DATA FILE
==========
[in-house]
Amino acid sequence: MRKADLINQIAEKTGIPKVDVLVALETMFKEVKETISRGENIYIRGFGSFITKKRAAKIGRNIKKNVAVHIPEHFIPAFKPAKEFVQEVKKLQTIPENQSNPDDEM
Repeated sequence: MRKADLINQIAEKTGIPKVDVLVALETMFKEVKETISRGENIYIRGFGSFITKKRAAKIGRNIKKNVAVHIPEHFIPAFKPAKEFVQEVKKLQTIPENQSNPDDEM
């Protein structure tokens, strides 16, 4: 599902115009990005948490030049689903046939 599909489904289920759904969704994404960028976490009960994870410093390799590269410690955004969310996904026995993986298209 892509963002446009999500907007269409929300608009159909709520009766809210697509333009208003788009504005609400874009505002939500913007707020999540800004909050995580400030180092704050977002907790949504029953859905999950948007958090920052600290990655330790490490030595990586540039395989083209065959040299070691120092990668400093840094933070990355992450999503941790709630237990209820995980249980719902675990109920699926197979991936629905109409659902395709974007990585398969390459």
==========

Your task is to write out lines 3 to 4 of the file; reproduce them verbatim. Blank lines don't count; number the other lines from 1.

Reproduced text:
Repeated sequence: MRKADLINQIAEKTGIPKVDVLVALETMFKEVKETISRGENIYIRGFGSFITKKRAAKIGRNIKKNVAVHIPEHFIPAFKPAKEFVQEVKKLQTIPENQSNPDDEM
């Protein structure tokens, strides 16, 4: 599902115009990005948490030049689903046939 599909489904289920759904969704994404960028976490009960994870410093390799590269410690955004969310996904026995993986298209 892509963002446009999500907007269409929300608009159909709520009766809210697509333009208003788009504005609400874009505002939500913007707020999540800004909050995580400030180092704050977002907790949504029953859905999950948007958090920052600290990655330790490490030595990586540039395989083209065959040299070691120092990668400093840094933070990355992450999503941790709630237990209820995980249980719902675990109920699926197979991936629905109409659902395709974007990585398969390459």